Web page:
By participating in one of our regional campaigns you can help researchers answer key questions, get info-rich emails with localized results, and an end of season summary. Use the maps to determine which campaigns are appropriate for your location, and then learn the details on the campaign pages linked from the table below.
If you opt to participate in one of the campaigns, be sure to sign up to receive the campaign-specific email messages! These messages, arriving approximately every four to six weeks, will provide project updates and early results, helpful tips, and campaign-specific opportunities. Look for the sign up links on the campaign pages.
Pollen Trackers is now national! The previously Texas-based campaign now include all states and focuses on tracking open flowers and pollen release in a number of allergenic species including birches, junipers, oaks, and more.
Monarchs, one of our most iconic butterflies, rely on a wide variety of nectar sources spread over a large part of the United States. Changes to these food sources, through habitat loss, pesticide use, and/or climate change, can be costly to monarch populations, as well as to the many other pollinators that rely on these same species for their dietary needs. Help us better understand the phenology of important nectar sources for monarchs and other pollinators.
Quercus Quest seeks to better understand the complexities of oaks through phenology. Join us in tracking leafing and flowering of oaks across the eastern US.
The eastern redbud is an icon of early spring, but little is known about its phenology. This campaign seeks to learn about when eastern and western redbuds flower and fruit across their range and whether the timing has advanced in recent years.
You can help improve the USA-NPN's Pheno Forecasts that predict activity of harmful pest species! Pest Patrol includes 13 species of pests that damage forest and agricultural trees. By signing up for the campaign, you will receive notifications that tell you when to look for life cycle stages such as active caterpillars and active adults in your area.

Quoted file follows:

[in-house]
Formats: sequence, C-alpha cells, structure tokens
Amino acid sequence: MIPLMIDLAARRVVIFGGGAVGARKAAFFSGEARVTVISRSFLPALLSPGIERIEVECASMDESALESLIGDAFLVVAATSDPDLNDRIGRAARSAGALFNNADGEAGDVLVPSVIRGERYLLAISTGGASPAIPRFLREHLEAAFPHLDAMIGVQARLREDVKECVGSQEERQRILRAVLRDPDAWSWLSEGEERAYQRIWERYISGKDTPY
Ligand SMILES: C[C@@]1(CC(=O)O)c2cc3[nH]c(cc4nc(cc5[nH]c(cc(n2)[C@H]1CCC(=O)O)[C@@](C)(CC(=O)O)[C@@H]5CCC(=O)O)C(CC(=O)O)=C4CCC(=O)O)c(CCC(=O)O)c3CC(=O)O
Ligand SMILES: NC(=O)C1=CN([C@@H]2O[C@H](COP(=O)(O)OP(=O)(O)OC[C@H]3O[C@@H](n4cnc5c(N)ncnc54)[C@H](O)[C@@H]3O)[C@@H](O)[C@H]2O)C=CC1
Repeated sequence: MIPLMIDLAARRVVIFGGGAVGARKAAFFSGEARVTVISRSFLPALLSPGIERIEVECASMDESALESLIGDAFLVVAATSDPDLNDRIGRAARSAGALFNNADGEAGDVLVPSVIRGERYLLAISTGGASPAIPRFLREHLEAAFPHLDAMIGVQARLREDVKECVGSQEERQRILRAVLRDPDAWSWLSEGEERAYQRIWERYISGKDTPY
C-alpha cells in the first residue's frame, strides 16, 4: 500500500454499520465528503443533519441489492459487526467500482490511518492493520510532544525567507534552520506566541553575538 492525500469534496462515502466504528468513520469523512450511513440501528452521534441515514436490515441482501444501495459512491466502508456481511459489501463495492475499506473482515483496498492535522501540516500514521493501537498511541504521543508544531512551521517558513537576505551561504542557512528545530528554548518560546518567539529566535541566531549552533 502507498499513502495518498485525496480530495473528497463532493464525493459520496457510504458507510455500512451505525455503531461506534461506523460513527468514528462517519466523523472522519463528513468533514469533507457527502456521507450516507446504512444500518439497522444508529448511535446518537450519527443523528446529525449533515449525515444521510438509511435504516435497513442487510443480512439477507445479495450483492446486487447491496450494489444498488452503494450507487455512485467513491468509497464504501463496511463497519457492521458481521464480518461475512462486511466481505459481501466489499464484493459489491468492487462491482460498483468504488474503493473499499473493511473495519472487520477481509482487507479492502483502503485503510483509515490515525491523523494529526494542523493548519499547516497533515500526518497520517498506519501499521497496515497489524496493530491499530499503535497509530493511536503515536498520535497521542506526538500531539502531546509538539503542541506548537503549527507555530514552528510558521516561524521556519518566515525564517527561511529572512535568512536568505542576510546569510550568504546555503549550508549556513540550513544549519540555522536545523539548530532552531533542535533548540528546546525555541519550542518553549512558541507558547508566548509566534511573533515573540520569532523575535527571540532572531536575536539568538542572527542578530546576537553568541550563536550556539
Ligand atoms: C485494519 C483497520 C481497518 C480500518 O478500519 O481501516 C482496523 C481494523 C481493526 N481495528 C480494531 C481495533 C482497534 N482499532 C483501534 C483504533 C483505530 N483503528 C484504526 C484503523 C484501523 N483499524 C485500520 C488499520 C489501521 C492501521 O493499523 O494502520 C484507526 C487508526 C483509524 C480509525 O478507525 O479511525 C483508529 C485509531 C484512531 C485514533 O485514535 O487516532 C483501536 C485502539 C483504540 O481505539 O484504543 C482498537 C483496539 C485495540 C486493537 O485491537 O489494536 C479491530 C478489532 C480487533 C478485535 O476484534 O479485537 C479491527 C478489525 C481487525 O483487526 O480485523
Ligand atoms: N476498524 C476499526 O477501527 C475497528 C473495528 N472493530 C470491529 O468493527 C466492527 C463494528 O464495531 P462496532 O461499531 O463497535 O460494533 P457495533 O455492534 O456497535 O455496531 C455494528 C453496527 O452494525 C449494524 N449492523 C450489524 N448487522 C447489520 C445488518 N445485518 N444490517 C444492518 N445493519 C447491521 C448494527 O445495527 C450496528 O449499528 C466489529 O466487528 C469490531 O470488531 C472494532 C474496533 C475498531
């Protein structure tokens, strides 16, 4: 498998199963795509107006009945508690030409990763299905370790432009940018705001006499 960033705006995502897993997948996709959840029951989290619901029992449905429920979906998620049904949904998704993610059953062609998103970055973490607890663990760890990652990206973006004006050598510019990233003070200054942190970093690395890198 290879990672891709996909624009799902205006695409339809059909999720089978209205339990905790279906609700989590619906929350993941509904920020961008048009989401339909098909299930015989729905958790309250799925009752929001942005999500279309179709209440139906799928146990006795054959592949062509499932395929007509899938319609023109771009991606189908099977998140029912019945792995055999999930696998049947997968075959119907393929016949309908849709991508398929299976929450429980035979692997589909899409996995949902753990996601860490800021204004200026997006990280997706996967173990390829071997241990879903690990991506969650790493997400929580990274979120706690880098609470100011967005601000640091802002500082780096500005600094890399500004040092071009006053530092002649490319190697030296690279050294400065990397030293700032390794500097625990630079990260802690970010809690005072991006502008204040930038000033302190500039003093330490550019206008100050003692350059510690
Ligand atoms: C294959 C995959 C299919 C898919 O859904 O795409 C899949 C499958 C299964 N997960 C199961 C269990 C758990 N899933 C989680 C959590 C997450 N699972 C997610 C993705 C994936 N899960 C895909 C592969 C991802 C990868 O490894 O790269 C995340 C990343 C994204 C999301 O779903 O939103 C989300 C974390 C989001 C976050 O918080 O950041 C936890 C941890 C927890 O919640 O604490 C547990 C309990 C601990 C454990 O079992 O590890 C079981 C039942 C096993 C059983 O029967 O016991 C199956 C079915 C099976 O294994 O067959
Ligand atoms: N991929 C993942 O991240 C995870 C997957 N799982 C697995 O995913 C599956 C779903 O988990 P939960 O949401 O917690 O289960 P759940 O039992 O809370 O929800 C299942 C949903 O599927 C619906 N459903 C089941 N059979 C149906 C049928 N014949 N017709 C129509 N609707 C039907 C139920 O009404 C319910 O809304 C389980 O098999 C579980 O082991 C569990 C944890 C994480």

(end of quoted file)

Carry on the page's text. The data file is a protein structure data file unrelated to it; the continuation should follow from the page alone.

Join us in tracking the Green Wave -- the flush of green that accompanies leaf-out -- in maples, oaks, and poplars over the course of the spring season, as well as the spread of seasonal color across the country in the autumn.
Your observations of lilac life cycle events can enhance the decades of lilac phenology records that have been collected across the U.S. Plant and observe a cloned lilac or report observations of a common lilac already established in your yard.
Observations of cloned and native flowering dogwood enhance the Cloned and Common Lilac Campaign by filling in geographical gaps in data, especially in the southeastern U.S.
Monarchs overwinter in Arizona, but much is unknown about their winter breeding behavior and use of milkweed. Desert Refuge: Monarchs and Milkweeds in Arizona seeks to collect information about the timing of monarch and milkweed seasonal activity across the state.
If you live in Southeastern Arizona, you can help the US Fish & Wildlife Service document flowering of agave and saguaro cactus during the spring and summer flowering periods. This information will be used by the FWS to conserve and promote habitat for lesser long-nosed bats.
Mayflies are an important food source for a variety of animals and a good indicator of water quality. Help the US Fish & Wildlife Service track the emergence of mayflies along the Upper Mississippi River and its tributaries this summer!
Observations of non-native wild parsnip, Japanese knotweed, and bohemian knotweed can help managers to correctly time management activities aimed at controlling these species. This campaign engaged observers in collecting data on leafing, flowering, and fruiting of these invasive plants in the Midwest and Northeast from 2020-2022.
Shady Invaders was a project created by researchers at Penn State University to explore the timing of leaves on invasive and native shrubs. The goal of the project was to start to quantify ELP on a regional scale so that we can understand how or if increased shading is actually impacting deciduous forest ecosystems.
Southwest Season Trackers was created to engage the Southwest community to bolster efforts of USDA Agriculture Research Service (ARS) scientists to assess and improve performance of models that predict timing of seasonal activity in common shrub and grass species. The observations contributed to Nature’s Notebook were being used to verify predicted dates of start and end of the growing season based on an ongoing six-year study of plant phenology on the Jornada Experimental Range in southern New Mexico.
PopClock was a partnership between scientists and volunteers to study climate change impacts on poplar trees. With a grant from the National Science Foundation, a research team from the University of Maryland Center for Environmental Science (UMCES) Appalachian Laboratory is examining how forest trees are responding to rapidly changing climatic conditions.
Track a Lilac was a USA National Phenology Network citizen science project that was part of PBS Nature's American Spring LIVE series, airing on April 29, 30 and May 1, 2019. American Spring LIVE was a real-time, live-action broadcast, transmedia, and outreach project for family audiences that focuses on seasonality and phenology and casts Spring as a powerful engine of change in the natural world. The creators sought to inspire scientific discovery and a new appreciation of the natural world among viewers.